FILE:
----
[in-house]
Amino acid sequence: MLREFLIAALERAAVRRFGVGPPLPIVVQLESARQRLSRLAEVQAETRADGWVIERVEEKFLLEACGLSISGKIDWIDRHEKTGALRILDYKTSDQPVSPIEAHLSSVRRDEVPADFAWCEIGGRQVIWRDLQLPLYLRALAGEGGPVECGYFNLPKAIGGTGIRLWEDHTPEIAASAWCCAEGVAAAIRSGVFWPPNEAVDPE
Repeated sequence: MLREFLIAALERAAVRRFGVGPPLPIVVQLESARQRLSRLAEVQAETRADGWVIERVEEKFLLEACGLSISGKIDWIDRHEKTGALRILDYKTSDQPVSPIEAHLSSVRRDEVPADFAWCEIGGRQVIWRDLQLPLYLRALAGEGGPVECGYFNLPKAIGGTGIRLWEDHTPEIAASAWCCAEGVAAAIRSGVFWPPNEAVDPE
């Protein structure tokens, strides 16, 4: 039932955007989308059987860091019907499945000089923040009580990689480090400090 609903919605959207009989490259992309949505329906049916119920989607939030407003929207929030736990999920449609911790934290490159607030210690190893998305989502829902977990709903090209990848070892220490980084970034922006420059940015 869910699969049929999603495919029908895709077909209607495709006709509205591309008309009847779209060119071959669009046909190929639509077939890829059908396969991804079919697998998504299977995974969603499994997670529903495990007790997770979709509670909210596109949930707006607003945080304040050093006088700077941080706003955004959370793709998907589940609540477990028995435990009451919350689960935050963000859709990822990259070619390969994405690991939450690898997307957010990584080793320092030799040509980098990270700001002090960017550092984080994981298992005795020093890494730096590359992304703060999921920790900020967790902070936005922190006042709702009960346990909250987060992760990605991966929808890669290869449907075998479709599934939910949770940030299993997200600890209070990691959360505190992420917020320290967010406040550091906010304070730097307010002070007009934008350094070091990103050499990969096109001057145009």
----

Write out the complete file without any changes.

[in-house]
Amino acid sequence: MLREFLIAALERAAVRRFGVGPPLPIVVQLESARQRLSRLAEVQAETRADGWVIERVEEKFLLEACGLSISGKIDWIDRHEKTGALRILDYKTSDQPVSPIEAHLSSVRRDEVPADFAWCEIGGRQVIWRDLQLPLYLRALAGEGGPVECGYFNLPKAIGGTGIRLWEDHTPEIAASAWCCAEGVAAAIRSGVFWPPNEAVDPE
Repeated sequence: MLREFLIAALERAAVRRFGVGPPLPIVVQLESARQRLSRLAEVQAETRADGWVIERVEEKFLLEACGLSISGKIDWIDRHEKTGALRILDYKTSDQPVSPIEAHLSSVRRDEVPADFAWCEIGGRQVIWRDLQLPLYLRALAGEGGPVECGYFNLPKAIGGTGIRLWEDHTPEIAASAWCCAEGVAAAIRSGVFWPPNEAVDPE
């Protein structure tokens, strides 16, 4: 039932955007989308059987860091019907499945000089923040009580990689480090400090 609903919605959207009989490259992309949505329906049916119920989607939030407003929207929030736990999920449609911790934290490159607030210690190893998305989502829902977990709903090209990848070892220490980084970034922006420059940015 869910699969049929999603495919029908895709077909209607495709006709509205591309008309009847779209060119071959669009046909190929639509077939890829059908396969991804079919697998998504299977995974969603499994997670529903495990007790997770979709509670909210596109949930707006607003945080304040050093006088700077941080706003955004959370793709998907589940609540477990028995435990009451919350689960935050963000859709990822990259070619390969994405690991939450690898997307957010990584080793320092030799040509980098990270700001002090960017550092984080994981298992005795020093890494730096590359992304703060999921920790900020967790902070936005922190006042709702009960346990909250987060992760990605991966929808890669290869449907075998479709599934939910949770940030299993997200600890209070990691959360505190992420917020320290967010406040550091906010304070730097307010002070007009934008350094070091990103050499990969096109001057145009």